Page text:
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Let us suppose that the Imperial Chancellor submits a bill in the name of the emperor, first to the Federal Council, and then to the Imperial Diet, and both assemblies accept it without a change ; but the emperor refuses to sign it. Has the emperor a right to do so ? Has he the choice between signing and not signing the bill? Has he a veto right? No! according to the Constitution he has no such right. Article 5, Paragraph 1 of the Constitution excludes a veto of the emperor when it declares that the Imperial legislation will be exercised through the Federal Council and the Imperial Diet, and that the concurrence of the majority resolutions of both assemblies is necessary and sufficient for an Imperial law; for that implies that nobody else, no third factor, shall have any share in Imperial legislation. And Paragraph 2 of that Article is no exception to that rule ; for it does not speak of the emperor, but of the king of Prussia; it gives a privilege to Prussia within the Federal Council. It is true Article 17 is so vague' that from it alone one cannot decide whether it means that the emperor shall have a veto right, or that it shall be his duty to sign all laws passed by the Federal Council and the Imperial Diet. But read in connection with Article 5, Article 17 cannot mean to make the emperor a third factor in Imperial legislation and to give him a veto right, but it must mean that it is the duty of the emperor to expedite and promulgate the Imperial laws. In harmony with this interpretation, Prince Bismarck once declared in the Imperial Diet in so many words: emperor has no veto constitutionally”.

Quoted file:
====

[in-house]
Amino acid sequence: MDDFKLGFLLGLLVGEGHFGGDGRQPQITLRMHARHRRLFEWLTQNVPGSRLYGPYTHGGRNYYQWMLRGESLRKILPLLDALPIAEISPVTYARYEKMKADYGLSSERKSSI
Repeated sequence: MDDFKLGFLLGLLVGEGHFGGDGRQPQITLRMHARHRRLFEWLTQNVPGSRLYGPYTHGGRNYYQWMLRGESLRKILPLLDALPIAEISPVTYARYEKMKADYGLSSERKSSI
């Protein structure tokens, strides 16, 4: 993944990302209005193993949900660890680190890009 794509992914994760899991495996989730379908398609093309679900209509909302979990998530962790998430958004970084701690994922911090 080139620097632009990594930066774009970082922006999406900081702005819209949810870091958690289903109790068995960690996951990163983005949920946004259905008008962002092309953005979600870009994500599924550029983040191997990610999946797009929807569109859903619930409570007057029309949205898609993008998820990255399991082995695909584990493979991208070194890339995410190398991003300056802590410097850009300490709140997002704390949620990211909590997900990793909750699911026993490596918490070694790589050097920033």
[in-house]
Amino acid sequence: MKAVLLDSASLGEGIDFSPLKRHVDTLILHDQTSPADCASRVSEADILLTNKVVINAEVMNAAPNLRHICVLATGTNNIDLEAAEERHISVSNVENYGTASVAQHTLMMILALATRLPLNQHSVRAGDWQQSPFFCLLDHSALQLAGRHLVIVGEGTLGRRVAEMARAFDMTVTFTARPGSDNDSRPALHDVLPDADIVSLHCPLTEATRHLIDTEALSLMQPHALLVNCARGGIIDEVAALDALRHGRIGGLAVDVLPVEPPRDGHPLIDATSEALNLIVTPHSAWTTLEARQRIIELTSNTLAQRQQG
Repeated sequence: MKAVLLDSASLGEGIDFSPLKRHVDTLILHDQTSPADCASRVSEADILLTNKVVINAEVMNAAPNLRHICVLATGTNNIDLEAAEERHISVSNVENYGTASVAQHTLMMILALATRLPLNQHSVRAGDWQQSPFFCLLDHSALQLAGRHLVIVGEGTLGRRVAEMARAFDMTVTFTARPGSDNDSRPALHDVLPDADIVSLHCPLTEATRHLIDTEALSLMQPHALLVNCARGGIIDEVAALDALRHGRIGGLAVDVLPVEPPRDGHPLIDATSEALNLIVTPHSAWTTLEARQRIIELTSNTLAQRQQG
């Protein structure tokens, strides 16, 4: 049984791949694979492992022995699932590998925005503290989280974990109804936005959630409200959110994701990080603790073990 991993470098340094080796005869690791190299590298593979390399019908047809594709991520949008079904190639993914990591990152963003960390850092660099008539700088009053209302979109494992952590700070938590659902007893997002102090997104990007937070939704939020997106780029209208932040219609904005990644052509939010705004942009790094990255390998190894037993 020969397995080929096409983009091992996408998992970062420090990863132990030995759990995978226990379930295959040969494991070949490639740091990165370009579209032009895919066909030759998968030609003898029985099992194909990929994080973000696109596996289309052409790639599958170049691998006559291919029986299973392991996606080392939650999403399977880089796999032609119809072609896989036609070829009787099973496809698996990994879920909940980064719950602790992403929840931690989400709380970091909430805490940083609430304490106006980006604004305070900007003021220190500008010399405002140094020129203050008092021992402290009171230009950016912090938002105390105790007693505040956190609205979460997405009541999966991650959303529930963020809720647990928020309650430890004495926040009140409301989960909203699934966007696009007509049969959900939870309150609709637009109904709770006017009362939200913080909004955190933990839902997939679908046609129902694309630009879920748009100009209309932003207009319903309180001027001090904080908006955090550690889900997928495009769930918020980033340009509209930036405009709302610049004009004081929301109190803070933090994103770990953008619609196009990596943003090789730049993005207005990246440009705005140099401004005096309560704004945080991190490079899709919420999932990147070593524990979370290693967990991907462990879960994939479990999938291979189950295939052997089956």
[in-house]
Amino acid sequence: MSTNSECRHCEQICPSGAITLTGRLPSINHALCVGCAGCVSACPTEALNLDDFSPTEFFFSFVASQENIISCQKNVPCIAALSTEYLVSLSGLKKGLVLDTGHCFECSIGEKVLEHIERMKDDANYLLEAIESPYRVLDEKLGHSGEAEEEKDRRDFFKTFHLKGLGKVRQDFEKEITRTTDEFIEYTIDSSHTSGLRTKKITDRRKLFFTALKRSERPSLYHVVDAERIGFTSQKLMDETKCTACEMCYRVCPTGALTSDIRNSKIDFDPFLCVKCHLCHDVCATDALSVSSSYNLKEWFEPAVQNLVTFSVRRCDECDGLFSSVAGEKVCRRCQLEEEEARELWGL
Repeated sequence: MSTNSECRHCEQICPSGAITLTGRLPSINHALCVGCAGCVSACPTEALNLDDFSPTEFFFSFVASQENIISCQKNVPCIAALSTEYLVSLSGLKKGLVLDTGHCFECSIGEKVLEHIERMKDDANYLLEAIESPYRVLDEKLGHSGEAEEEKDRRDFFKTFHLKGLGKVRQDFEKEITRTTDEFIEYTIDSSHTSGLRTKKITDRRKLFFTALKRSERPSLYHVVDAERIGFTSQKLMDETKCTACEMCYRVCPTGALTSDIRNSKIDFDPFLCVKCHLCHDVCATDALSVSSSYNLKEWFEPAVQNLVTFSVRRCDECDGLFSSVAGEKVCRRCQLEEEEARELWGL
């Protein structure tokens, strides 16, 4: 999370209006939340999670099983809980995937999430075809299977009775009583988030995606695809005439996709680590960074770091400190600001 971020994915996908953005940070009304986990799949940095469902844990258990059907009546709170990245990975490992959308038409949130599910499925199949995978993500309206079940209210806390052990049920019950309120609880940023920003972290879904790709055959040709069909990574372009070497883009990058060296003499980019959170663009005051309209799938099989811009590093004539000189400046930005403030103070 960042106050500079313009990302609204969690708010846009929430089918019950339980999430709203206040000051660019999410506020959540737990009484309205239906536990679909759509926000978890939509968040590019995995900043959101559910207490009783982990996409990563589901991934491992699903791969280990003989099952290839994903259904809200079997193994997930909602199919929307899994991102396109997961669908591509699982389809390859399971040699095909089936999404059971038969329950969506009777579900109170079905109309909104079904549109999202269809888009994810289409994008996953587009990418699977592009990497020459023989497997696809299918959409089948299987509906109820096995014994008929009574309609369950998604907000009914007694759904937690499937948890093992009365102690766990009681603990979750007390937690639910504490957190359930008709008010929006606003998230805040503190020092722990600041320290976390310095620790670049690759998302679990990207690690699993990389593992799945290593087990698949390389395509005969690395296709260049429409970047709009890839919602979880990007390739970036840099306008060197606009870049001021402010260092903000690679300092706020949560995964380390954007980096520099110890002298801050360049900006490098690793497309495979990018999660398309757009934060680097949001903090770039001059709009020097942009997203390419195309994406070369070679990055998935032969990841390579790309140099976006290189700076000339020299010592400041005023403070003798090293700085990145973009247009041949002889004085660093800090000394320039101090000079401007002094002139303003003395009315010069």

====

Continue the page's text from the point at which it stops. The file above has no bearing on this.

But nevertheless I consider it very possible that the emperor may refuse to sign a bill which he had approved himself before the Chancellor introduced it into the two legislative assemblies. I consider it possible that the emperor does not sign such a bill, and that the majority of the people will not object. For illustration I will take the same example I used above, when I spoke of the constitutional right of the Federal